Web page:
Besides the two major-party candidates, Tennessee’s 1st congressional district has three third-party candidates. They are a diverse group of individuals but all are generally unhappy with the structure of the two-party system. They believe voters should have more options at the ballot box. An independent candidate Michael D. Salyer is a long-haul truck driver and father of three. He wants to see more local control of issues such as education and infrastructure and believes the federal government has become too intrusive.
Donald Orr’s company has worked on LP Field, the Pinnacle office tower and countless other buildings around Middle Tennessee. Still, the president of Nashville Machine Co., a privately owned firm that installs and services elevators and escalators, said the company’s latest work on the Music City Center left him awed. “It is enormous. It’s breathtaking how big it is,” Orr said. “You walk in and — those high ceilings. You’re like ‘wow.’ I think it’s pretty safe to say that, even given what we do every day, that’s a pretty large facility.”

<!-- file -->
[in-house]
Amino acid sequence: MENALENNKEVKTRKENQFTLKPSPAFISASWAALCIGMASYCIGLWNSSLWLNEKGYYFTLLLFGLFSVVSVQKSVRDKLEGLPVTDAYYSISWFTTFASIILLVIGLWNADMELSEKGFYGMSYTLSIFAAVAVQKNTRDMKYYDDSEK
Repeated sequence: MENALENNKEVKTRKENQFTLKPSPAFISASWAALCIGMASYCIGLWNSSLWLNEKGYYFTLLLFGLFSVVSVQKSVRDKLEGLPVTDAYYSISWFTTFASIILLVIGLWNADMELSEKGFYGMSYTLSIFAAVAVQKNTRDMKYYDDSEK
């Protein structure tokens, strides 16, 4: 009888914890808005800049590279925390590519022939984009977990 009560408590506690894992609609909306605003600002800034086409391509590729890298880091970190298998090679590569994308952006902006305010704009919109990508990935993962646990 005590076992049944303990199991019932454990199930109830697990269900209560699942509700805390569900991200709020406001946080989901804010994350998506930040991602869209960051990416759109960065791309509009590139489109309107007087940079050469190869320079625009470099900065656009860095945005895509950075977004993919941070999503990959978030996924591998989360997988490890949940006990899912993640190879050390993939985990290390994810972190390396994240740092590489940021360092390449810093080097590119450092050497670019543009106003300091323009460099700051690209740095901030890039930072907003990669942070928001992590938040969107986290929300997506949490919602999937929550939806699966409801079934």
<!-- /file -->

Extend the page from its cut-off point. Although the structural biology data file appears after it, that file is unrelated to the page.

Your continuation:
When we first heard about the issues at the Tennessee Board of Probation and Parole that were uncovered in a state comptroller audit released early this month, it appeared that problems, though serious, could be solved with better oversight. Among the problems uncovered: Parole officers were monitoring 82 people on probation or parole who were dead; one had been dead for 19 years, but was still being “monitored.” As state Sen. Brian Kelsey, R-Germantown, a member of the Senate Judiciary Committee, observed, “With that many dead people supposedly being supervised, it makes you wonder how many live people were also not being supervised.” A Tennessean story this week answered his question. The story had examples showing that parole officers were not keeping track of even the worst offenders in the system.